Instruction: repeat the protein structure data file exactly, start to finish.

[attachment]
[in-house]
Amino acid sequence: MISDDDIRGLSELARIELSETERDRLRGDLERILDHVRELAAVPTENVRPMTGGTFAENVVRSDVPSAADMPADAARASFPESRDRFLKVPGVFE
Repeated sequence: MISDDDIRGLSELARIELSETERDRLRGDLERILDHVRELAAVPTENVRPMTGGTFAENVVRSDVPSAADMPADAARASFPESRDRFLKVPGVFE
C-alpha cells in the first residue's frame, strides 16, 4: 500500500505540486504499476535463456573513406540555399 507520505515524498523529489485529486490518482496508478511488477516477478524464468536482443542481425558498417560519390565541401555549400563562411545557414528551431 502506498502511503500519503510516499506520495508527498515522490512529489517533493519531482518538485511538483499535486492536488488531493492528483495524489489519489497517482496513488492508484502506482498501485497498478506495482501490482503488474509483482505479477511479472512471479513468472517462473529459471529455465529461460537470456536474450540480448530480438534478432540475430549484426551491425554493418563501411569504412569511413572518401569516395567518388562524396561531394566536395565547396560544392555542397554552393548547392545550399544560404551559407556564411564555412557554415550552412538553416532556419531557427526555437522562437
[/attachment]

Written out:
[in-house]
Amino acid sequence: MISDDDIRGLSELARIELSETERDRLRGDLERILDHVRELAAVPTENVRPMTGGTFAENVVRSDVPSAADMPADAARASFPESRDRFLKVPGVFE
Repeated sequence: MISDDDIRGLSELARIELSETERDRLRGDLERILDHVRELAAVPTENVRPMTGGTFAENVVRSDVPSAADMPADAARASFPESRDRFLKVPGVFE
C-alpha cells in the first residue's frame, strides 16, 4: 500500500505540486504499476535463456573513406540555399 507520505515524498523529489485529486490518482496508478511488477516477478524464468536482443542481425558498417560519390565541401555549400563562411545557414528551431 502506498502511503500519503510516499506520495508527498515522490512529489517533493519531482518538485511538483499535486492536488488531493492528483495524489489519489497517482496513488492508484502506482498501485497498478506495482501490482503488474509483482505479477511479472512471479513468472517462473529459471529455465529461460537470456536474450540480448530480438534478432540475430549484426551491425554493418563501411569504412569511413572518401569516395567518388562524396561531394566536395565547396560544392555542397554552393548547392545550399544560404551559407556564411564555412557554415550552412538553416532556419531557427526555437522562437